Holly Hunt

Lucifer Morningstar is a law-abiding, upstanding gentleman of New York City.

Lucifer Morningstar is the Devil.

The owner of powerful magic, Lucifer could have the world at his feet, if not for his apathy and loneliness. Deprived of the ability to understand the emotions of others and his power depleted, Lucifer is no longer able to help even his houseplants.

But there’s a problem with God’s plan to eliminate the Devil forever: Lucifer is fighting Her more than he ever did. He’s found a reason to survive, someone to stand by him through the rough and smooth of his life.

He’s found a new wife.

Clarissa Avario opens Lucifer’s eyes to the darkest side of the real world, full of paedophiles, murderers, rapists and thieves.

Can Clarissa convince Lucifer to do more than stand back and watch the city fall apart? The Devil will do anything to fix Clarissa’s world, including take on Heaven.

And he will kill anything, God, Demon or Angel, that gets in his way.

Buy Link: Champagne Books

Kage: What would the story be rated if it were a movie?

Holly: Definitely PG-13 for language and the darkest side of humanity – rape, torture, kidnapping, etc. But the romance between Lucifer (the Devil) and Clarissa (his wife) is so strong that everything else fades to the background – which is why it's being marketed as a Paranormal Romance, rather than an Urban Fantasy.

Then again, it's devil-sympathising would probably have it playing only at selected cinemas and banned in over 50 countries. Because that's a rational response to going against the norm.

Kage: If you HAD to fit this story into a cliché, which one would it be?

Holly: Forbidden love, complete with a knight-in-shining-armour introduction for Lucifer.

Kage:Okay, now that we have a general idea which class to fit these two books under, what makes this book so unique from every other book out there?

Holly: The Devil's Wife was originally written in only 2 weeks, including preliminary editing (ie, spell-check) which was all that was edited before being sent out to publishing houses. I ended up receiving two acceptances for it, 12 months apart. Thankfully, I settled on Champagne Books as the right home for it!

Kage:What was the easiest part to write?

Holly: The easiest part, for me, is always the action. With Lucifer's ch apters, there's always a lot of action. He's also the only character that just flowed when I was writing it. He's a lovely man, and I look forward to writing about him again sometime – after all, his son Jophrael and daughter Chelsea have to have their say sometime.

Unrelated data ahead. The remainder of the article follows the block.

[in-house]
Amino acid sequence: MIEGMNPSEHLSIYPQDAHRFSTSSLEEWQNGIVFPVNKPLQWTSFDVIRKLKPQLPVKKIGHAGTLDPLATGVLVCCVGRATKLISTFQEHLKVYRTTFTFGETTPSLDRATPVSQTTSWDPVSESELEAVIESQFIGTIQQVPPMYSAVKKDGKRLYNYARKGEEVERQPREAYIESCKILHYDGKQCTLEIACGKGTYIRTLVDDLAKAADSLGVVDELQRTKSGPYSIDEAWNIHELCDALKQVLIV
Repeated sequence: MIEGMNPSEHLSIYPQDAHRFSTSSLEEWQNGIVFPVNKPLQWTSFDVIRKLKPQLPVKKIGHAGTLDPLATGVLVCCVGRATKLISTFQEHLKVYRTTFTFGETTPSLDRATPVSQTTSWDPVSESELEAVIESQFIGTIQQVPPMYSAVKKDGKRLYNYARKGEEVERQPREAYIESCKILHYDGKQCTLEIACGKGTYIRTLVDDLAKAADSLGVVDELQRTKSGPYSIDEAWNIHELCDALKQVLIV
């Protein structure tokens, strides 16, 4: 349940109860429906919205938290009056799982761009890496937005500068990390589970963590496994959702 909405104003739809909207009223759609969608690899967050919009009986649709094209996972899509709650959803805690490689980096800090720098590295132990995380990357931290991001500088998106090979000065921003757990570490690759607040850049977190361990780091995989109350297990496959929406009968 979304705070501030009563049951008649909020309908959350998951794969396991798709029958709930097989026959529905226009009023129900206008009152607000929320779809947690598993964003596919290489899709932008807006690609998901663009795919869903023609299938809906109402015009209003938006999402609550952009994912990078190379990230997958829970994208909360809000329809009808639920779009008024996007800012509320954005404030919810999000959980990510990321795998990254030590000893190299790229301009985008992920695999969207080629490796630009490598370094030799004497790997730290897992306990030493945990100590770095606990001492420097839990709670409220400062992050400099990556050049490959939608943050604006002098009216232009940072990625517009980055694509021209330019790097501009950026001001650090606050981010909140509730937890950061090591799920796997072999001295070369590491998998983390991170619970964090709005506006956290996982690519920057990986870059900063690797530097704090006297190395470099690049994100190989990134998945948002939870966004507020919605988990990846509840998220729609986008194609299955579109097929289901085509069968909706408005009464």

Kage:What do you like most about the main character(s) and what do you like least? Did you learn anything from them?

Holly: If you take each viewpoint character as being a main, there's 7 main characters in The Devil's Wife. But if you keep the main characters as being God and the Devil (even if God only gets a few viewpoint chapters), then it's a lot easier.

Lucifer is... charismatic. You'd think he's a charmer, being the devil, and he is, but he's also sweet, protective, a good cook, loyal and willing to go to the ends of the Earth – or take on heaven – for the woman he loves. What did I learn from him? That no man could ever be like that. I also learned from him how to be a better cook, and I've been improving lately.

What did I like least about the main characters? Well, for one, God is a bitchy OCD sufferer who needs a good slap (I think so, anyway). She's compulsive, antagonistic, arrogant and runs the world the way a CEO runs a Fortune-500 company – no heart, no care, just an eye on the money. What did I learn from her? That I'd rather spend the afterlife in Club Hell than Heaven Inc. Because if I go to Heaven, I'd have to knock her out, at least once.

Kage:Holly, Thank you so much for stopping by today and gracing us with your presence. Before we go, is there anything else you’d like to say to wrap things up?

Holly: It was wonderful being asked to come and guest here, Linda, and thank you so much for having me.

If you're still curious about Holly, here are other places to find her on the web:

Website / Blog:



Goodreads: or

Amazon: The Devil's Wife

1 comment:

  1. That is such an original sounding book, Holly. Bet you got some great response to it!